But Passan’s wrong, unfortunately. The nerds haven’t won. The nerds have had their message co-opted because being seen as a nerd is now an asset rather than a liability, and people with more marketing sense than mathematical sense are busy setting back sabermetrics. MLB’s aggressive marketing of unvetted advanced metrics isn’t a win at all, and it risks worsening our understanding of baseball.
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Here’s a needlessly elaborate version of a hypothetical first proposed to me by sometimes Double Birds contributor Adam Felder: On Sunday evening, just before the Cardinals open the regular season against the Cubs at Busch Stadium, an Omnipotent Time-Traveling Baseball Genie appears before you in a blinding seraphic vision. He offers you a deal: he will guarantee that the Cardinals win 100 games and the World Series this season, but they will do so at the cost of having traded away or released every single player in the organization over this past offseason. Tell the genie to snap his fingers, and the Cards will open play on Sunday night with an equivalently talented roster full of random major-leaguers—some you like, some you don’t, some you’ve never really thought about or even heard of—and will go on to be World Series champions. If you want, the genie will wipe your memory to maximize your enjoyment of their title run, and there will be no adverse effects on the organization’s long-term outlook.
If there were ever a time that Cardinals fans should want to take this deal, it’s now-ish. The Big Three who formed the competitive heart and cultural soul of the team for almost a decade are nearing the end of the line; one of them is already gone, and the other two will be before long, one way or the other. There’s some above-average young talent on the roster and plenty of promise in the farm system, but nothing that quite yet resembles a new core. The Cubs look to be in a dominant position in the NL Central for years to come, and few things would be sweeter than immediately answering their first world championship in 108 years with the Cardinals’ twelfth.
Still, there’s no way I take the deal. For me, the experience of watching the Cardinals and the thrill of seeing them win—whether it’s a World Series or a division title or a getaway-day game against the Brewers in mid-June—has too much to do with the connective tissue between the present and the past. I’d ultimately rather watch Alex Reyes and Carlos Martínez and Matt Carpenter and, yes, a mobility-scooter-riding Yadier Molina try to battle their way into contention in the next few years than watch a guaranteed world champion full of players I’ve got no history with. My love of the Cardinals depends on the sense—even if it’s really more of an illusion—that there’s a naturalistic order to who they are and how they came to be, that they’re not just an arbitrary collection of interchangeable run-production and -prevention machines.
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More than a year ago, the LGBT-focused sports website Outsports broke a disturbing story: former Cardinals minor-leaguer Tyler Dunnington, who came out as gay after his retirement, revealed that he had experienced anti-gay bigotry throughout his time in baseball, including during his brief professional career with the GCL Cardinals in 2014. “Two teammates in particular,” reported Outsports’ Cyd Ziegler, “questioned their straight teammate on how he could possibly be friends with a gay person, even his brother. They even mentioned ways to kill gay people.”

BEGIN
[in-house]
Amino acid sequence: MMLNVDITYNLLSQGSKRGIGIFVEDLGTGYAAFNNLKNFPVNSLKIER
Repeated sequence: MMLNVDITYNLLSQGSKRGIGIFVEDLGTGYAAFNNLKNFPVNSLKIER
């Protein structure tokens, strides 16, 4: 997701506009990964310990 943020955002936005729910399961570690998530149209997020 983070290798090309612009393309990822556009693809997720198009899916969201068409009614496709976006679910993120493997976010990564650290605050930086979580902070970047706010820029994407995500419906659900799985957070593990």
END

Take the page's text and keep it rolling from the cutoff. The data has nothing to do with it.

“Each comment felt like a knife to my heart,” wrote Dunnington in an email to Outsports. “I was miserable in a sport that used to give me life, and ultimately I decided I needed to hang up my cleats for my own sanity.”
Dunnington’s allegations made local and national headlines—briefly. In a Post-Dispatch story the next day, Cardinals GM John Mozeliak called the reports “very disappointing” and pledged to “look into this further” and “take this very seriously.” A week later, the P-D ran a brief update on a separate allegation involving one of Dunnington’s coaches at Colorado Mesa University.
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This offseason marked five years since Albert Pujols, quite possibly the greatest Cardinal ever, turned down an incomprehensibly lucrative offer to remain a Cardinal for life in favor of a slightly more incomprehensibly lucrative offer to go elsewhere. The occasion passed without much notice, but if you’ve listened closely enough, you may have heard some doubt start to seep in at the edges of the prevailing narrative of Pujols’ departure—i.e., the largely positive one, in which the Cards made off with bucketfuls of prospects and payroll space while cutting bait on an aging star at exactly the right time. Maybe, it’s whispered, it would’ve been worth it to be able to watch an all-time great continue to rack up accolades and milestones and contribute to contending Cardinals teams, even if things would’ve gotten a bit ugly on the back end of the deal.
That’s once again a relevant question for the Cardinals, who are in the middle of having to make a series of decisions regarding three players who have formed the core of the franchise for almost a decade. The first of these, of course, resulted in the club’s borderline nonsensical refusal to engage Matt Holliday in any kind of extension talks at all, and his subsequent signing with the Yankees for chump change. That stings for some of us, and it will sting a lot more if he bounces back in the Bronx and the Cards’ outfield proves as thin as it looks, but as a player who didn’t join the Cards until age 29 and will debut for his new team at age 37, Holliday was probably always going to be the easiest of the three to let go.
Next up, though, is Yadier Molina, who could be a free agent as early as the end of this year, if either he or the club chooses not to exercise a mutual option for 2018. Drafted by the Cardinals in 2000, Molina is already the franchise’s all-time leader in games caught, a mainstay behind the plate all the way from the MV3 days through two World Series titles and the departures of Pujols and Tony La Russa and into whatever is coming next. Though his streak of eight consecutive Gold Gloves and seven consecutive All-Star nods came to an end last season, a second-half surge helped him post his best offensive numbers since 2013 while catching a career-high (and frankly insane) 1,218⅓ innings.